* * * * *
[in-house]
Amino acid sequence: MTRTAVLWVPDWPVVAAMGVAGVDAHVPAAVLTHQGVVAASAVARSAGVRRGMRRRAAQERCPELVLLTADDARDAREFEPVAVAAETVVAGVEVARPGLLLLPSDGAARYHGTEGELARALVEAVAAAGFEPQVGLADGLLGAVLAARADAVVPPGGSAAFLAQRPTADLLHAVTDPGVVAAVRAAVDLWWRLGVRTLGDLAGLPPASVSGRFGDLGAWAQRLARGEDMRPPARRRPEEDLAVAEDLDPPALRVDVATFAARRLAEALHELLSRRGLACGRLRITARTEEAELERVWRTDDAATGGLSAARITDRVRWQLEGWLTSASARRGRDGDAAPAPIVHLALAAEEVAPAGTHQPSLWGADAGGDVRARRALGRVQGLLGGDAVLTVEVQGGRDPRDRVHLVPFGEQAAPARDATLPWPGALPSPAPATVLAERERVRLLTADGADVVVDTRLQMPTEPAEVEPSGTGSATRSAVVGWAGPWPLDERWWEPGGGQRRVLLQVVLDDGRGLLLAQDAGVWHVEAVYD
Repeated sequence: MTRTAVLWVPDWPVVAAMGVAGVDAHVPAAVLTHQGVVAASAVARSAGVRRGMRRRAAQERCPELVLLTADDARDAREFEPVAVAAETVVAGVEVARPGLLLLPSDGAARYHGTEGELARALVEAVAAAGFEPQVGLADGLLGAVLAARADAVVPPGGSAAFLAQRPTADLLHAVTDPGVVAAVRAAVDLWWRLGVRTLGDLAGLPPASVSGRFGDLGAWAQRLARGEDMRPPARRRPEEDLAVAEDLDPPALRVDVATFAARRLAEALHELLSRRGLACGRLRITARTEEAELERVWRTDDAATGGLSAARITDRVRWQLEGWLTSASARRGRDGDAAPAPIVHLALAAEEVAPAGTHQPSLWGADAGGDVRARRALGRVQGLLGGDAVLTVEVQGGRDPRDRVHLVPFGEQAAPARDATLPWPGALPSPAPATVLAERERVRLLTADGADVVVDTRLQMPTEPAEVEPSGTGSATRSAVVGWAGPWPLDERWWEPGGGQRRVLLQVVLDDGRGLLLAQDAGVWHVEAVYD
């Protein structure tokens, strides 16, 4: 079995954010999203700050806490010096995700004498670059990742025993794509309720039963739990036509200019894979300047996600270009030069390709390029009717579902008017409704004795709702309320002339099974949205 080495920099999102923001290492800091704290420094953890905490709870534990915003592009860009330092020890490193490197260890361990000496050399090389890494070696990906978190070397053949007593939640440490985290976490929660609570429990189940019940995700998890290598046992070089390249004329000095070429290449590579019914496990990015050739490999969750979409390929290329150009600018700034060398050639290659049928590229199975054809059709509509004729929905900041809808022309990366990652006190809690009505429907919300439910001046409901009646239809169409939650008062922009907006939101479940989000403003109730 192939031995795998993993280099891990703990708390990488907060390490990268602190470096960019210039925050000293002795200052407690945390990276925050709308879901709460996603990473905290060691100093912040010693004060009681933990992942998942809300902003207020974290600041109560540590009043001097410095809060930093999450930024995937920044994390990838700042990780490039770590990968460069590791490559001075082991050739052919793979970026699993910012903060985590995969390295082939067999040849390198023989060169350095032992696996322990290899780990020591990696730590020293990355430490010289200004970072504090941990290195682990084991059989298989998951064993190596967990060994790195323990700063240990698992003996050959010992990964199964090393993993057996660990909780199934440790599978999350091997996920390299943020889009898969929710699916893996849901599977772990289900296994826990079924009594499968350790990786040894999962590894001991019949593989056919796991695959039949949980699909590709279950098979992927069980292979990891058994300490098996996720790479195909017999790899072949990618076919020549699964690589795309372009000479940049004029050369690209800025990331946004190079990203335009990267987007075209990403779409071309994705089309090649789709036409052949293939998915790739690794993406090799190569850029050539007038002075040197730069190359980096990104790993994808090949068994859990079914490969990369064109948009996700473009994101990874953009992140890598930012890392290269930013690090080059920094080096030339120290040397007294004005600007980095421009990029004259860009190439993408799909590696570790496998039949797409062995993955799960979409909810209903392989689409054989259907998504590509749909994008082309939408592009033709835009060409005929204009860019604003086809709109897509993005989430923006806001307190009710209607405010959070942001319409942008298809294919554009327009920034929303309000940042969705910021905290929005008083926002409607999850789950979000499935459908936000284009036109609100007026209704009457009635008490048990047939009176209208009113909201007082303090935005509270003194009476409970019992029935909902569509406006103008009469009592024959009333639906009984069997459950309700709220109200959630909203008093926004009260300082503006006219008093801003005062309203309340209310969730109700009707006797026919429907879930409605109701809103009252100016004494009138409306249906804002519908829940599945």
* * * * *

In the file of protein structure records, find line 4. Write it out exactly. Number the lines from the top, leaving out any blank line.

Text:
């Protein structure tokens, strides 16, 4: 079995954010999203700050806490010096995700004498670059990742025993794509309720039963739990036509200019894979300047996600270009030069390709390029009717579902008017409704004795709702309320002339099974949205 080495920099999102923001290492800091704290420094953890905490709870534990915003592009860009330092020890490193490197260890361990000496050399090389890494070696990906978190070397053949007593939640440490985290976490929660609570429990189940019940995700998890290598046992070089390249004329000095070429290449590579019914496990990015050739490999969750979409390929290329150009600018700034060398050639290659049928590229199975054809059709509509004729929905900041809808022309990366990652006190809690009505429907919300439910001046409901009646239809169409939650008062922009907006939101479940989000403003109730 192939031995795998993993280099891990703990708390990488907060390490990268602190470096960019210039925050000293002795200052407690945390990276925050709308879901709460996603990473905290060691100093912040010693004060009681933990992942998942809300902003207020974290600041109560540590009043001097410095809060930093999450930024995937920044994390990838700042990780490039770590990968460069590791490559001075082991050739052919793979970026699993910012903060985590995969390295082939067999040849390198023989060169350095032992696996322990290899780990020591990696730590020293990355430490010289200004970072504090941990290195682990084991059989298989998951064993190596967990060994790195323990700063240990698992003996050959010992990964199964090393993993057996660990909780199934440790599978999350091997996920390299943020889009898969929710699916893996849901599977772990289900296994826990079924009594499968350790990786040894999962590894001991019949593989056919796991695959039949949980699909590709279950098979992927069980292979990891058994300490098996996720790479195909017999790899072949990618076919020549699964690589795309372009000479940049004029050369690209800025990331946004190079990203335009990267987007075209990403779409071309994705089309090649789709036409052949293939998915790739690794993406090799190569850029050539007038002075040197730069190359980096990104790993994808090949068994859990079914490969990369064109948009996700473009994101990874953009992140890598930012890392290269930013690090080059920094080096030339120290040397007294004005600007980095421009990029004259860009190439993408799909590696570790496998039949797409062995993955799960979409909810209903392989689409054989259907998504590509749909994008082309939408592009033709835009060409005929204009860019604003086809709109897509993005989430923006806001307190009710209607405010959070942001319409942008298809294919554009327009920034929303309000940042969705910021905290929005008083926002409607999850789950979000499935459908936000284009036109609100007026209704009457009635008490048990047939009176209208009113909201007082303090935005509270003194009476409970019992029935909902569509406006103008009469009592024959009333639906009984069997459950309700709220109200959630909203008093926004009260300082503006006219008093801003005062309203309340209310969730109700009707006797026919429907879930409605109701809103009252100016004494009138409306249906804002519908829940599945």